History of Chicago tourism: Advice for visiting the city from a small town.

Advice For Late–19th-Century Rubes About To Visit Chicago

Advice For Late–19th-Century Rubes About To Visit Chicago

The Vault
Historical Treasures, Oddities, And Delights
May 27 2015 2:35 PM

Advice For Late–19th-Century Rubes About To Visit Chicago

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This list of advice for travelers to large cities was reprinted in a Chicago guidebook published in 1888. The list advises rural dwellers, used to life in a place less packed with people, on ways that they could avoid becoming a mark for con men or an annoyance to the more savvy city folk around them. 

In the 1880s, Chicago was bouncing back from the 1871 fire that burned a third of its buildings and growing at a record-setting rapid pace. Visitors might be in the city on business—Chicago was a hub for the sale of commodities from the Midwest—or to visit such landmarks as the Marshall Field and Company department store or the Art Institute (founded in 1882).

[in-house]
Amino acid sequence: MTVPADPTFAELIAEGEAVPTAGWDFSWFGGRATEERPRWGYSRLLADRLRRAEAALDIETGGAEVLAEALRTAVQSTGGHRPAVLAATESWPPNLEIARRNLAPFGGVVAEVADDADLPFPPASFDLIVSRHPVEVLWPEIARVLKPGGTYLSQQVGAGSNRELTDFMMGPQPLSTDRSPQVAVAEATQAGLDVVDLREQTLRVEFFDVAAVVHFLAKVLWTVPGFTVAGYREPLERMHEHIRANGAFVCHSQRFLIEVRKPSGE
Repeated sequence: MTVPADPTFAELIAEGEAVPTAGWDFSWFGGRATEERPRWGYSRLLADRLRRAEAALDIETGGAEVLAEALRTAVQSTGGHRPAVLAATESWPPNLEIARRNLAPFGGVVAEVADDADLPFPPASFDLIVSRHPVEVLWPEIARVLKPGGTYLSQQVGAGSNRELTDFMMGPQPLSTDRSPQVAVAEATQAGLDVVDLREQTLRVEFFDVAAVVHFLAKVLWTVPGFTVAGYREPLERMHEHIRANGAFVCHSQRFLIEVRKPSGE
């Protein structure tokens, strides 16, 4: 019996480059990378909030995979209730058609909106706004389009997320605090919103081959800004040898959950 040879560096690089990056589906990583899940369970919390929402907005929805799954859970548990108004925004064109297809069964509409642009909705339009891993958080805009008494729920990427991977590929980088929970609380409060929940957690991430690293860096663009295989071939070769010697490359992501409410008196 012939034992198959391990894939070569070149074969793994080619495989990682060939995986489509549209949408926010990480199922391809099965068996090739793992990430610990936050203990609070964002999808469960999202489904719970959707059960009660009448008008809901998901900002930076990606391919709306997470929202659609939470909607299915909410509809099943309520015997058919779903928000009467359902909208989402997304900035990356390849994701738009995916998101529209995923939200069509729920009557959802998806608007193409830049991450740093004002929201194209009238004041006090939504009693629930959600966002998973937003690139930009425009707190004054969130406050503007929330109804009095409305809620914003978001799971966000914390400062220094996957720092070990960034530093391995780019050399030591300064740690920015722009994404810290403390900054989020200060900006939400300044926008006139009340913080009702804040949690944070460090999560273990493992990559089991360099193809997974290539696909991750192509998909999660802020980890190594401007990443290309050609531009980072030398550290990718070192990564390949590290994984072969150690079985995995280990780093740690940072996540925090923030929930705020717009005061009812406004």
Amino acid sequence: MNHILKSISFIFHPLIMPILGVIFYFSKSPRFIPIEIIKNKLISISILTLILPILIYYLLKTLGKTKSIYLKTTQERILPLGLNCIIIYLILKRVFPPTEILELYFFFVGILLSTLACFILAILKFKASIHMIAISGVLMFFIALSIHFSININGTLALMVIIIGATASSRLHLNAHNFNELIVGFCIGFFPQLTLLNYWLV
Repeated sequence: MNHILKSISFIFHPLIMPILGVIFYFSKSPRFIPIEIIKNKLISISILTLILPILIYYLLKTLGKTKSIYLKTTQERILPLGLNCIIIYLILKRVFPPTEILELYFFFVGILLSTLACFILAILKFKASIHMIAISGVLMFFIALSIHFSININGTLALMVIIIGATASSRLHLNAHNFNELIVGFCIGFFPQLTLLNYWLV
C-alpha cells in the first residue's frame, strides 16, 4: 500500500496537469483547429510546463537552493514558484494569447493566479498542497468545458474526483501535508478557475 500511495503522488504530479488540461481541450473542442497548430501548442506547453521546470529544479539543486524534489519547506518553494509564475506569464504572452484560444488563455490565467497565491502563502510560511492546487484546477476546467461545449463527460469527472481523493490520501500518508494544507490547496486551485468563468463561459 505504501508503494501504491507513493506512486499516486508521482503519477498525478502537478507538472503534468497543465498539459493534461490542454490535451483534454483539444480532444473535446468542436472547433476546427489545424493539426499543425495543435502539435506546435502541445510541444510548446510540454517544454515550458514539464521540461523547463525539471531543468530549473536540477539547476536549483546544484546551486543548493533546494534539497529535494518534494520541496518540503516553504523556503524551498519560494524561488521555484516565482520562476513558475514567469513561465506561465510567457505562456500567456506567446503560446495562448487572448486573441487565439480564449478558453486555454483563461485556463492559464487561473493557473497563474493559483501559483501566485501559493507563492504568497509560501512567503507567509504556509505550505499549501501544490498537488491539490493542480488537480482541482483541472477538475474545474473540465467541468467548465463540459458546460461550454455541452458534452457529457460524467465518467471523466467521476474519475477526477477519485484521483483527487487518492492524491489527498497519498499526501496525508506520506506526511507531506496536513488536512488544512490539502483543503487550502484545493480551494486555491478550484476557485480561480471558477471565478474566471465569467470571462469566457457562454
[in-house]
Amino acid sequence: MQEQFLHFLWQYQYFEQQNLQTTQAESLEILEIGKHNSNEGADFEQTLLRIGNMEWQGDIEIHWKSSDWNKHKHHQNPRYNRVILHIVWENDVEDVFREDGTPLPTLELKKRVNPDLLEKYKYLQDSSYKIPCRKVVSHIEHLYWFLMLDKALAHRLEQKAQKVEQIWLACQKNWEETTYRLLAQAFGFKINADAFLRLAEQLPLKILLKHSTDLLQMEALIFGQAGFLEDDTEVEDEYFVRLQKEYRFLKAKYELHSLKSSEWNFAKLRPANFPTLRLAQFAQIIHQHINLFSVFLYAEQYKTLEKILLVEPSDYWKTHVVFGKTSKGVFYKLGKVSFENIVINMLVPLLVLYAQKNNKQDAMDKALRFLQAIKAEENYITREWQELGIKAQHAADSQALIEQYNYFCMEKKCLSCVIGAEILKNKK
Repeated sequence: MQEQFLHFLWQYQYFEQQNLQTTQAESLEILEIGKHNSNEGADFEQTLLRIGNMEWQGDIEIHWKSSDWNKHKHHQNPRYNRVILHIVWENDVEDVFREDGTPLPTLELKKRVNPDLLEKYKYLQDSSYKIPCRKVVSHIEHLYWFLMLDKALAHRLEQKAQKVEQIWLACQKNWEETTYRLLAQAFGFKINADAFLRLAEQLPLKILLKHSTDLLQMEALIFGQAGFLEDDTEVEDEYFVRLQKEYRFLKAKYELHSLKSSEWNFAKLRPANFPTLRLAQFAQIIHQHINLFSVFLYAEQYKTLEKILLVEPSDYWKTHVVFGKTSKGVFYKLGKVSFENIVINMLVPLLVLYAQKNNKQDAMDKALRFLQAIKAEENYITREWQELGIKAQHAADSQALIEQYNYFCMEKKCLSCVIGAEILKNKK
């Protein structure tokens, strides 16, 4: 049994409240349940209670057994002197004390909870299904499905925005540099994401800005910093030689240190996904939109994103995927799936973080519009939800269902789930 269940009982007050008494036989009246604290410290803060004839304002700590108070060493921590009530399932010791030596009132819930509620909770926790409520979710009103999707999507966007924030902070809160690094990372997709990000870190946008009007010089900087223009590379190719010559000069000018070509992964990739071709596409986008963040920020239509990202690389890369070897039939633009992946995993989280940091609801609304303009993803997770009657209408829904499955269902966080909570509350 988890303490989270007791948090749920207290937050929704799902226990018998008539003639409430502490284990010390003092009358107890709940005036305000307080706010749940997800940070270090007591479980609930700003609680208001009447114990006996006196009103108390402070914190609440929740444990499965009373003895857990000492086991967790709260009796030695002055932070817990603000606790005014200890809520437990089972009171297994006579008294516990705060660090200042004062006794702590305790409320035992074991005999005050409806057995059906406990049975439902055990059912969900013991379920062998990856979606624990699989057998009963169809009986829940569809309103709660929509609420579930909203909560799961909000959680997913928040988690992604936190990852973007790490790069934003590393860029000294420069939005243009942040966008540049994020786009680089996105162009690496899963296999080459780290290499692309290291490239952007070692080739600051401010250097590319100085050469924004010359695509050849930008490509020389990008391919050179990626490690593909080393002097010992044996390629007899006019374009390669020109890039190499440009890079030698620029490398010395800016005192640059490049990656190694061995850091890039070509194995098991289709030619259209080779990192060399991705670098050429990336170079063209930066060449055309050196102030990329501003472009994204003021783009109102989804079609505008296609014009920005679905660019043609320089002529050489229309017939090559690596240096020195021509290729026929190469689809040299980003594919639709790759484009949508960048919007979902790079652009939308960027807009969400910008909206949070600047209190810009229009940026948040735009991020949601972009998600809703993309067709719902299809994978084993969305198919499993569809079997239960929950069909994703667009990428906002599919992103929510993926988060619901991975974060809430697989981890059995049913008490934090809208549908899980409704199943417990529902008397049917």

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The first section of this book, a history of the city, is written in a highly entertaining (if occasionally racist) style, and is worth a browse for sections titled “Hunting Wolves Around Chicago,” “The First ‘Loafer’ in Chicago,” and “How a Cat in the Old Postoffice Saved Its Life [during the Great Fire] By Jumping Into a Pail of Water.”

1Chicago
Chicago: An Instructive and Entertaining History of a Wonderful City: With a Useful Stranger's Guide, 1888.

Internet Archive.

2Chicago
Chicago: An Instructive and Entertaining History of a Wonderful City: With a Useful Stranger's Guide, 1888.

Internet Archive.